Getting them fixed may solve your digging problem.
8.) Discourage Digging With Blockades
The trick here is finding a way to deter dogs from digging while we are not watching.
You can try creating a safe barricade around areas of frequent digging. This can prove to be effective at stopping your dog from digging.
Simply set up a garden fence to close off the area and this might stop the behavior.
In addition, you could try partially blocking the holes using bricks or large rocks to make it more difficult for your dog to continue digging.
Large flat rocks are the most difficult for dogs to move so ideally find some like that to use.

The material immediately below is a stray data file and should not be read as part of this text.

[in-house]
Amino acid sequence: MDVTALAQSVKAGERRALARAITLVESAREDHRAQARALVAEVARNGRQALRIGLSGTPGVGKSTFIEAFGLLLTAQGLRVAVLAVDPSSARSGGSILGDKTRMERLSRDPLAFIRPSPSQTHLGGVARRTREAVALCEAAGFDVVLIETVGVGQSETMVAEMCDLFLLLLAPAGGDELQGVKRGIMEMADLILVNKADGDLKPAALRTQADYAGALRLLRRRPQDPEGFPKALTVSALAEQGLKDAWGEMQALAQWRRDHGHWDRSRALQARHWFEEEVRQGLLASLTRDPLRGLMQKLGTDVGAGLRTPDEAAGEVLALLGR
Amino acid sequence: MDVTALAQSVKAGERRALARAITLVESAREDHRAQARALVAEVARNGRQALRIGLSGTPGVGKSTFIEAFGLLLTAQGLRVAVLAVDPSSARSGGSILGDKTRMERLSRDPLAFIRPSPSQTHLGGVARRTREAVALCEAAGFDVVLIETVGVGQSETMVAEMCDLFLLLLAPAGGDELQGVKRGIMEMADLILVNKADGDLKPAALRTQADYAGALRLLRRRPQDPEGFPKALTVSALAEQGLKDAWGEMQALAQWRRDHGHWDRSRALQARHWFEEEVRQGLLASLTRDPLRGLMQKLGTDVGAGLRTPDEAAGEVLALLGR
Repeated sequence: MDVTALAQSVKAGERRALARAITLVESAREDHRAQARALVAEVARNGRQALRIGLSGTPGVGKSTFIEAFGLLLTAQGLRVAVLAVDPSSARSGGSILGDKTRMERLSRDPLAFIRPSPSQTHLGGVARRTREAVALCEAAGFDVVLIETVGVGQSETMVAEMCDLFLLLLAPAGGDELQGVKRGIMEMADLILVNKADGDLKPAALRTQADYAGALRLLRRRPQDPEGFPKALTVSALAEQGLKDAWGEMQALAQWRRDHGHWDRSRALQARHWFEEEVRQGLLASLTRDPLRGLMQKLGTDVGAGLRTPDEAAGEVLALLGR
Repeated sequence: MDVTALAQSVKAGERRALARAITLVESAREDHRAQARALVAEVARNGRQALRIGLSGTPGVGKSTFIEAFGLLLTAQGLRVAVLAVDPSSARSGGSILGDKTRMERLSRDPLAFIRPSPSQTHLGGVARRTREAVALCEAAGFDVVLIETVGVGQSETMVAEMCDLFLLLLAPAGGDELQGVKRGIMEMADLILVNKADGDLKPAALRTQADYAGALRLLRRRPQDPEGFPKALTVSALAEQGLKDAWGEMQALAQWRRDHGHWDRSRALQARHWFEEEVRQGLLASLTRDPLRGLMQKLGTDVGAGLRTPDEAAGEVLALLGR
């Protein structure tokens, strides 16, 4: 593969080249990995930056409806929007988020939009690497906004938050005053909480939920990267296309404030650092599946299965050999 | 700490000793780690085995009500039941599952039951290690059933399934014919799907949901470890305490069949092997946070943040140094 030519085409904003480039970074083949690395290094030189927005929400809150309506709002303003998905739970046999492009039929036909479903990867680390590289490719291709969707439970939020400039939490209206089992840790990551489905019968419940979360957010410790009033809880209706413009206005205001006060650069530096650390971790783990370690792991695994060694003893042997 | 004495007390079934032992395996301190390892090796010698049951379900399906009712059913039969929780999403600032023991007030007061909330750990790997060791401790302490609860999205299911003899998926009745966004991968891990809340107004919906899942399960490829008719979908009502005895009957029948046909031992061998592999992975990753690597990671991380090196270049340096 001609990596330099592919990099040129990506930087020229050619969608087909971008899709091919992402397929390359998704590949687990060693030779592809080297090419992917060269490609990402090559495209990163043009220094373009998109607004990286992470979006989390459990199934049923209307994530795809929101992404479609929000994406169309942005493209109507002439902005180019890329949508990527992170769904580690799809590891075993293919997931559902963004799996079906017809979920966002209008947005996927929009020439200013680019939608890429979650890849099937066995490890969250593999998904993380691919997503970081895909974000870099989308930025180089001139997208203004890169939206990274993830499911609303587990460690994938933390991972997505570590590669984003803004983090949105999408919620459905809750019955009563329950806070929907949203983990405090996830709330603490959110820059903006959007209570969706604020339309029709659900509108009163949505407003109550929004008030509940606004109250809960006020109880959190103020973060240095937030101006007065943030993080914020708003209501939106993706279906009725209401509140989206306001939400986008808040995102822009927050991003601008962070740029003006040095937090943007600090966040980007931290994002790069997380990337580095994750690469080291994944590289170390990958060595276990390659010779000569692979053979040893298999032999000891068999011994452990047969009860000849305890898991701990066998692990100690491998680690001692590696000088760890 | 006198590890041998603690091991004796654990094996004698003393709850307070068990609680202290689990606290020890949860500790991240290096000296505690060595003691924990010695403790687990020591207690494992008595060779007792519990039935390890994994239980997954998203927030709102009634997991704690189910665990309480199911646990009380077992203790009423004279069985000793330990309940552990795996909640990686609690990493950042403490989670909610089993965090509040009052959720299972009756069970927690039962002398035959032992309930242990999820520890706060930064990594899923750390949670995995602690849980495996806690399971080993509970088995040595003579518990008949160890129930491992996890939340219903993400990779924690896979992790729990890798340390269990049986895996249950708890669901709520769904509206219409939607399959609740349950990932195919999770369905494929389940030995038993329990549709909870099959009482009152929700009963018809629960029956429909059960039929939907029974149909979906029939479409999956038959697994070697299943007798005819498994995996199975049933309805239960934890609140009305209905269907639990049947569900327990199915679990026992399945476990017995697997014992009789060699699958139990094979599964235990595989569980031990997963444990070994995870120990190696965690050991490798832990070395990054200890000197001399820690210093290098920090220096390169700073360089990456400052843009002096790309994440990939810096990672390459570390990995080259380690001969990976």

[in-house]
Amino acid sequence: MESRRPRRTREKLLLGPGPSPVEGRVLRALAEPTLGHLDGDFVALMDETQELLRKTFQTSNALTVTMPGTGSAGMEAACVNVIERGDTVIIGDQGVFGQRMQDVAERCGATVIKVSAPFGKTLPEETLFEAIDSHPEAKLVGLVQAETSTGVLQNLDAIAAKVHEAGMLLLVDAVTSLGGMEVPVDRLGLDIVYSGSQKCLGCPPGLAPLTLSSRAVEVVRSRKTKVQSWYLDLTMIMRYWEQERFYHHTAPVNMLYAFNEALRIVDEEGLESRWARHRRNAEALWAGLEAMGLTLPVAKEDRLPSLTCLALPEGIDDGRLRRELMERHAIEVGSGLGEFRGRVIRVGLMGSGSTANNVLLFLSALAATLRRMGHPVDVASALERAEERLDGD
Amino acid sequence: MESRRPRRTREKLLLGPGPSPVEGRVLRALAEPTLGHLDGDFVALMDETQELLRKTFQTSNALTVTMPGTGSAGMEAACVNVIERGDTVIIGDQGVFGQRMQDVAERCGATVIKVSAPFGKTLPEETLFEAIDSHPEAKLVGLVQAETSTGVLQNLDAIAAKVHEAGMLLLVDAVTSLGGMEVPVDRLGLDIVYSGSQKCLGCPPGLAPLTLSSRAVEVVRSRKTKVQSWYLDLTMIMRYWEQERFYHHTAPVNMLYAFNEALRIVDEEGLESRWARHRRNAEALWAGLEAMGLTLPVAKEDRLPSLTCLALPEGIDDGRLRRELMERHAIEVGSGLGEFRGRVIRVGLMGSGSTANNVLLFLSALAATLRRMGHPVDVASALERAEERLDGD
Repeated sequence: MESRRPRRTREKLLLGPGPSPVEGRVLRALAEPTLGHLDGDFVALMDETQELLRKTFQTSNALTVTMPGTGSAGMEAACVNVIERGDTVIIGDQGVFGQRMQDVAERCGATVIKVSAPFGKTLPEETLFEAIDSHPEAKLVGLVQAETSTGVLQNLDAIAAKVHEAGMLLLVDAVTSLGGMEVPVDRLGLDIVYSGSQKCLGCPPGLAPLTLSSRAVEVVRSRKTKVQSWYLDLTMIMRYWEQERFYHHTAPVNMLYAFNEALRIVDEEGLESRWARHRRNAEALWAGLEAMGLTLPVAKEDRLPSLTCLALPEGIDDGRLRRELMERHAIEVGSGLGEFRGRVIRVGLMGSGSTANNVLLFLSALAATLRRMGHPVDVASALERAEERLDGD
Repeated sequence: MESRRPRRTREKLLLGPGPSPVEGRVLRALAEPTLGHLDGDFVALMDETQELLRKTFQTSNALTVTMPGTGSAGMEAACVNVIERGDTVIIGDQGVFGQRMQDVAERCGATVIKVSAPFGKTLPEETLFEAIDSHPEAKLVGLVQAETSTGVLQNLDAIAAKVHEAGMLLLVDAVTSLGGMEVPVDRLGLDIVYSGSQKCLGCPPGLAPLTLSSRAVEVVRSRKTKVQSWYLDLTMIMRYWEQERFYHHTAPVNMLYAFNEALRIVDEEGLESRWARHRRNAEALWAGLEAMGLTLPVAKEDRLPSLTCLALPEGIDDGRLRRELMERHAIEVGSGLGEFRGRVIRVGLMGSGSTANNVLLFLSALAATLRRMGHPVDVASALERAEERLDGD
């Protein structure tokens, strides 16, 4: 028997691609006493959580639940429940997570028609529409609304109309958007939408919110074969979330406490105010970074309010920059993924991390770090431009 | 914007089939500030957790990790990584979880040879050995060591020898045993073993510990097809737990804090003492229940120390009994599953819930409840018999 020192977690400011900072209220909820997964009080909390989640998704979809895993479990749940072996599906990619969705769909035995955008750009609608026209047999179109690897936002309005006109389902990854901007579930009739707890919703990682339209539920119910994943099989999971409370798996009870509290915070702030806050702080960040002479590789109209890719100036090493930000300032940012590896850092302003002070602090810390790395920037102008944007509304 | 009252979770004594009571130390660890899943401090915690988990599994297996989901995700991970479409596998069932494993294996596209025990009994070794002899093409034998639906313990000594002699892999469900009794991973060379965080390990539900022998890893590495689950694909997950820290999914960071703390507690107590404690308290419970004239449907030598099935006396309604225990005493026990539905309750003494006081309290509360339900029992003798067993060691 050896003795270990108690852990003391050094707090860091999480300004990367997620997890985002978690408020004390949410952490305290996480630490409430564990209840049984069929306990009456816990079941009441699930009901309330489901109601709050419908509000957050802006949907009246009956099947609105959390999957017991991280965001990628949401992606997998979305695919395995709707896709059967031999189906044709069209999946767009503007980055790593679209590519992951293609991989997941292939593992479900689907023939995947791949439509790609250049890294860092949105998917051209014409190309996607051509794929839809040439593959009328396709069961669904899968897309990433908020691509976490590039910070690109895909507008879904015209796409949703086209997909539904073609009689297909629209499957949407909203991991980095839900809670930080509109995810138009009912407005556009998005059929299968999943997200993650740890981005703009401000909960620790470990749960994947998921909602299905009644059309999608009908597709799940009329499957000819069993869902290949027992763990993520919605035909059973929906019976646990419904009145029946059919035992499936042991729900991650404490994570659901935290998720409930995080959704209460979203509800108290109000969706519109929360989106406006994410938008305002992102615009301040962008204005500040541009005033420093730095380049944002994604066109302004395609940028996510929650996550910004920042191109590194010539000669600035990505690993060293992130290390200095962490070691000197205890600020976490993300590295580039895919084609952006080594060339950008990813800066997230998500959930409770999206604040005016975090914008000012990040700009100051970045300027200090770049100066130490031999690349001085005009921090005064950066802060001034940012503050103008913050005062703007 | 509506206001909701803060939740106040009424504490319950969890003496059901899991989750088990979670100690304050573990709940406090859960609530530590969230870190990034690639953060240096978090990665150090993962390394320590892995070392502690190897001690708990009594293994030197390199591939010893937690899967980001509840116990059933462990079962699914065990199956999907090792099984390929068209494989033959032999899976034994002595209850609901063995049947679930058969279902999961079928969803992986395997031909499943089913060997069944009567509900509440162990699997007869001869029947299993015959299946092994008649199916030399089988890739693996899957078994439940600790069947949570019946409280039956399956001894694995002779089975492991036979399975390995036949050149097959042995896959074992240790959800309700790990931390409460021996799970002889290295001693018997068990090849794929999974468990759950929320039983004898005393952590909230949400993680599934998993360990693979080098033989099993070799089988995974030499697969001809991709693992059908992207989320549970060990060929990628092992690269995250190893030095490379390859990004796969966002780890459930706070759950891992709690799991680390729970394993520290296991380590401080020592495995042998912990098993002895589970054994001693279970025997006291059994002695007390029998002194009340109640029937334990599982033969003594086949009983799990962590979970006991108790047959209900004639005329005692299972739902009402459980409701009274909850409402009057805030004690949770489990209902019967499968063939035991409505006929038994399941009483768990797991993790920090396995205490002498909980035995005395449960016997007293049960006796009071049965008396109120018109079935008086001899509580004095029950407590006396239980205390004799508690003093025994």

9.) Try More Unpleasant Discouragements
If blockades don’t seem to work, you can get a little more creative with your discouragement. Try burying a small inflated balloon in the dog’s hole and cover it with a layer of dirt.
Next time they go to dig the unpleasant noise the balloon will make may deter them from continuing.
You could also try using bad smells like red cayenne pepper (the best), citrus fruit (oranges, lemons, grapefruit), coffee grounds, anti-chew spray and citronella essential oil.
Additionally, you can use motion sensors that turn on sprinklers or loud noises whenever your dog enters a “no digging” area.
10.) Build Them A Digging Zone
If all else fails and you find yourself in a situation where your dog just simply loves digging too much to stop it, consider building them their own digging zone.
Set an area in your yard that is OK for digging. You will want to spend time training them. This new spot is their digging place.